"He hands me a hat," Nelson said. "He thought I was one of Clint's dirt-car guys, I think. Then Mark Martin comes up and congratulated me. I guess he thought I was another part of the team. I was getting splashed with energy drink just like everybody.
"I think it all worked because I was in this red shirt."
That would be his red Pi Kappa Alpha frat shirt from NC State, which blended right in with the red 5-hour Energy drink firesuits Bowyer and his crew wore.
The way Bowyer tells the story, he finally kicked Nelson out because the team needed a picture without him. But Nelson says he wasn't physically removed or treated badly. He simply rejoined his buddies who were waiting for him and disappeared into the darkness.
For the record, Nelson had a hot pass that allowed him on pit road, and he's not in trouble with track officials or the police -- although his parents were a bit concerned when he got home.
"There was no ill intent," said Nelson, from nearby Gastonia, N.C. "I just got in there and got so happy, next thing you know I was in Victory Lane holding up the No. 1. When I got back to the camper, I couldn't go to sleep I was so excited."
He still is.
Posted Oct. 17
CHARLOTTE, N.C. -- Clint Bowyer has a "mystery man" in his life.
Sounds a bit weird, but it's true.
This mystery man appeared in almost every one of Bowyer's team photos following Saturday night's victory at Charlotte Motor Speedway. He's the guy in the front row wearing a red shirt, blue jeans and one of the team hats.
Bowyer noticed him during the traditional Victory Lane "hat dance" while the team posed for countless pictures -- holding up the traditional No. 1 sign each time -- wearing the hats of team sponsors, NASCAR sponsors and track sponsors.
Bowyer eventually turned to the guy below him to the left and asked, "Hey, who are you?"
The man confidently offered that Michael Waltrip said he could be there, so Bowyer turned to his team owner and asked if he knew "who the hell he is."
"I [told the guy], 'This is Michael. Michael, do you know this guy?' He said no. The guy just turned around and got right back in the game and began to pose again.
"I think it ruined his day when I told him to beat it, but we needed at least one photo with the regular team in it."
Bowyer still doesn't know who the guy is and probably never will. But he thought it was "funnier than hell" and appreciated the resourcefulness because he's been known to crash a party and photograph himself.
Yes, another crazy side of Bowyer we're getting to know as he becomes a factor in the Chase, only 28 points out heading into Sunday's race in his home state of Kansas.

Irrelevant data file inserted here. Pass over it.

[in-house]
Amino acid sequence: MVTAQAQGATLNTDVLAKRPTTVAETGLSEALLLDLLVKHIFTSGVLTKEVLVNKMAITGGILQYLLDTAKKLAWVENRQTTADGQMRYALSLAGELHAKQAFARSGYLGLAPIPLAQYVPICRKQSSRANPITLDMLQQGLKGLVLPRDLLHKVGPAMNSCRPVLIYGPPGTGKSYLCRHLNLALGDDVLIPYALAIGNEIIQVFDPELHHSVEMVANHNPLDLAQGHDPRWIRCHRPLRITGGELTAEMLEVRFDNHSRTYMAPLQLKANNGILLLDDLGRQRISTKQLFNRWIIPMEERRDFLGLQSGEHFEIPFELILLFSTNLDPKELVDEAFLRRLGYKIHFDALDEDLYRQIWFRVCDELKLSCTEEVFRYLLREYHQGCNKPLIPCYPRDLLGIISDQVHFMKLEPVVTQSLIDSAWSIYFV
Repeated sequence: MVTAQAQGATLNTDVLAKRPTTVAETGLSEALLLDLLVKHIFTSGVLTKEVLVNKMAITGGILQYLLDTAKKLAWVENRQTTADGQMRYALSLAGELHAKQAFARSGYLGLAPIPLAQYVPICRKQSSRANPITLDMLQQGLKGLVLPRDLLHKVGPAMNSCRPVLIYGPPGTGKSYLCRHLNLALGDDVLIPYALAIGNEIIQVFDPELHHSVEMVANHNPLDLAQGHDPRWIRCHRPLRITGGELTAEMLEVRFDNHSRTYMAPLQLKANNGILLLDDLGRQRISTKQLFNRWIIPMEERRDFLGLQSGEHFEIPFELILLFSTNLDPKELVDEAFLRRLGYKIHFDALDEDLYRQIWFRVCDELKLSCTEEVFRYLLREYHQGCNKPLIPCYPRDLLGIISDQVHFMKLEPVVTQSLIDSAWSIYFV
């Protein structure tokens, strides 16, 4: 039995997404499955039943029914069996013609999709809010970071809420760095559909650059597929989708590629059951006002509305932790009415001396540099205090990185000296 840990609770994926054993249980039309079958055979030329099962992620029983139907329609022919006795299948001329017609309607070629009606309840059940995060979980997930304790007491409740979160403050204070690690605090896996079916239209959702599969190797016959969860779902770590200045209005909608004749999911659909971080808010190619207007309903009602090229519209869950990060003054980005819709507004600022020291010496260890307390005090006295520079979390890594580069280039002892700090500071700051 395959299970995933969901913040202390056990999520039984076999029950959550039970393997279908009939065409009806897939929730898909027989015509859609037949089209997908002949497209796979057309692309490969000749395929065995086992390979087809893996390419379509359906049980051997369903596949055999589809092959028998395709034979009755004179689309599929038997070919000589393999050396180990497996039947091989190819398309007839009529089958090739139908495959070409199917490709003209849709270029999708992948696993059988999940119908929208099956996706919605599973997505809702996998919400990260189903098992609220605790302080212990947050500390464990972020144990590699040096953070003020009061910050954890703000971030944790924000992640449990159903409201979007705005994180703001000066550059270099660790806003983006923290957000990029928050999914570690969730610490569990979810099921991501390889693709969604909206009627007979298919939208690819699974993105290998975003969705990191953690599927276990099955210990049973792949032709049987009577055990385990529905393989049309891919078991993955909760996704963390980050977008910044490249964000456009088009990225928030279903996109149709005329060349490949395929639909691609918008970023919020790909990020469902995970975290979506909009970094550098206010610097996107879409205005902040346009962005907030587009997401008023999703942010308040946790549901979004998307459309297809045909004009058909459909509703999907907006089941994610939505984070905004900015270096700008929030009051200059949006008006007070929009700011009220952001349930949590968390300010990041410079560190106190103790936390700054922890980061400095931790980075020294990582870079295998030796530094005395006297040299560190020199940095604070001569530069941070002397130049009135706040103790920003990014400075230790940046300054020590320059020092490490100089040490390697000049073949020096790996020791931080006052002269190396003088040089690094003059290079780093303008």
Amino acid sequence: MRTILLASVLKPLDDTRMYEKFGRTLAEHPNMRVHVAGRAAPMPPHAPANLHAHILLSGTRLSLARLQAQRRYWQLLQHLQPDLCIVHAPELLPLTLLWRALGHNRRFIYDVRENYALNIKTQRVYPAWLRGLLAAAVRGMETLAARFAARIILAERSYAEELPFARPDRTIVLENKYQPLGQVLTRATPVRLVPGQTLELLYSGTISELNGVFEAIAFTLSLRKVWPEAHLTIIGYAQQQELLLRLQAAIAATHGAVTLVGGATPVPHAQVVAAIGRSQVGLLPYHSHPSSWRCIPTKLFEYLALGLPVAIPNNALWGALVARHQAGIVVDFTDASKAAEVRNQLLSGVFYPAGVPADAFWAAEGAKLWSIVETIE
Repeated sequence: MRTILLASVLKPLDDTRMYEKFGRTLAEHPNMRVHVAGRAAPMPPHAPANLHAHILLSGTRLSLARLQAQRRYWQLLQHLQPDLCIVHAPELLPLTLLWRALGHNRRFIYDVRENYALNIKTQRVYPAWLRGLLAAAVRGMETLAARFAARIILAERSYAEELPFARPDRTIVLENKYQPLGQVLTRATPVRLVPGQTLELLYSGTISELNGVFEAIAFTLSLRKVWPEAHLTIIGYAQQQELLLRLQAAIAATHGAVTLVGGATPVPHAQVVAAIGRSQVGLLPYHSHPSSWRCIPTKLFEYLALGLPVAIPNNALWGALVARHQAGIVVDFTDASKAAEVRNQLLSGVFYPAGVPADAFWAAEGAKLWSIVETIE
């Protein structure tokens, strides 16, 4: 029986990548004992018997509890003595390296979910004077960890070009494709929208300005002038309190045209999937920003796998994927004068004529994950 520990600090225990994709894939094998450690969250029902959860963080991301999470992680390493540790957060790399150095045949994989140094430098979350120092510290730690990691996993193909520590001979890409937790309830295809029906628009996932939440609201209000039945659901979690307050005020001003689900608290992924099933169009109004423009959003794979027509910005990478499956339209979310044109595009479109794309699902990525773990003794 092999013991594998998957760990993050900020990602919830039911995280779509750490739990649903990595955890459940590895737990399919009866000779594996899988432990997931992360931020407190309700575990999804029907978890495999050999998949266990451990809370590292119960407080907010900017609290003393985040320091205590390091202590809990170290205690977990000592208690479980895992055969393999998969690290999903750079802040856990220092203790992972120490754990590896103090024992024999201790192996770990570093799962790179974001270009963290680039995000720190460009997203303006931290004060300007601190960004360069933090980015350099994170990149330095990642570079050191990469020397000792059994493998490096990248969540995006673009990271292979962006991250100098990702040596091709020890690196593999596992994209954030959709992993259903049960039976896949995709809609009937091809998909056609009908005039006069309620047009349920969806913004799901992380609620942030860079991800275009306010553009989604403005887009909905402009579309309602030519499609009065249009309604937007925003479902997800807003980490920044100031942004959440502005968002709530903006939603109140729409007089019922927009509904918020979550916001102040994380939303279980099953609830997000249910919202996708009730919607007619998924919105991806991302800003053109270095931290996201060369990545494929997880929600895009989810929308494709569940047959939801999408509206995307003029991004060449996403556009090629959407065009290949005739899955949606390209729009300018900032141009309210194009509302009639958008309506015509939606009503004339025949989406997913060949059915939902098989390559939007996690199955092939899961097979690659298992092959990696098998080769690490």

A few years ago, Bowyer found himself in the middle of a family picture with five-time Sprint Cup champion Jimmie Johnson that wound up being the Christmas card for Johnson's dad.
"That's exactly what I did," Bowyer said. "I photo-bombed their photo."
There might have been tequila involved, but that's another story for another day on how Bowyer has vowed to outdo Johnson's Las Vegas Champion's Week party if he were to win a championship.
"His dad [was taking] a picture with all the brothers and I stumbled outside," Bowyer recalled. "I didn't even know they were taking a picture. I look up and grandma is taking the picture."
Then it went out for Christmas.
Then it went out the following Christmas.
"His dad didn't realize he sent it again," Bowyer said. "So I'm two years running."
Maybe Bowyer's mystery man will show up in a Christmas card somewhere. Maybe Bowyer will show up in somebody else's Christmas card again one day.
This kind of stuff apparently happens in big-time racing.
CONCORD, N.C. -- I am 100 feet above Charlotte Motor Speedway, my black Converse Chuck Taylors clinging to a 5/8-inch steel cord stretching 750 feet from the frontstretch grandstand to a crane behind Victory Lane.
I don't have a safety tether.
I could become a grease spot on the concrete below at any moment.
I am distracted by Sprint Cup driver Clint Bowyer, taunting me as though I somehow was responsible for the 150-point penalty he received during the 2010 Chase because his car was 39,000th of an inch out of tolerance.
I slip again, and plummet to earth.
OK, I was only 18 inches above the track and I had to walk only about 10 feet over the tightrope used to demonstrate what legend Nik Wallenda will do on the dimensions above before the Oct. 13 Chase race at CMS.
I'm not crazy.
Wallenda is. So is Bowyer.
David Newton/ESPN.comIntrepid writer David Newton tries the high-wire act for himself.
Both do things few of us would attempt, Wallenda tightrope-walking over Niagara Falls and Bowyer driving 200 mph against the walls. They each are daredevils in their own right.
But as much as Bowyer is willing to put life and limb on the line, he does it with a steel roll cage encasing his body. He can't even imagine doing what Wallenda will before the Chase's only night race.
"It's insane," Bowyer said Wednesday. "I watched his Niagara Falls tightrope. That's high. If you look up there at the top of those grandstands man, I'm telling you, it's a little nerve-racking to get up there and look over the edge.
"Can you imagine on a 5/8ths cable standing in the middle of hundreds of thousands of people just waiting for you to make a mistake and have a bobble? I couldn't imagine the pressure and feeling that goes through your mind."
Wallenda can't imagine the pressure Bowyer must feel driving at high speeds in close quarters with cars all around him. But unlike Bowyer, who couldn't be paid to walk a tightrope higher than 18 inches off the ground, Wallenda would jump at the opportunity to drive a stock car.
"I'd love to try going 180 [mph] around here," Wallenda said during the promotion for his event. "Each one has their challenges. There's a lot of danger in driving a car at 180. I have deep respect for these guys."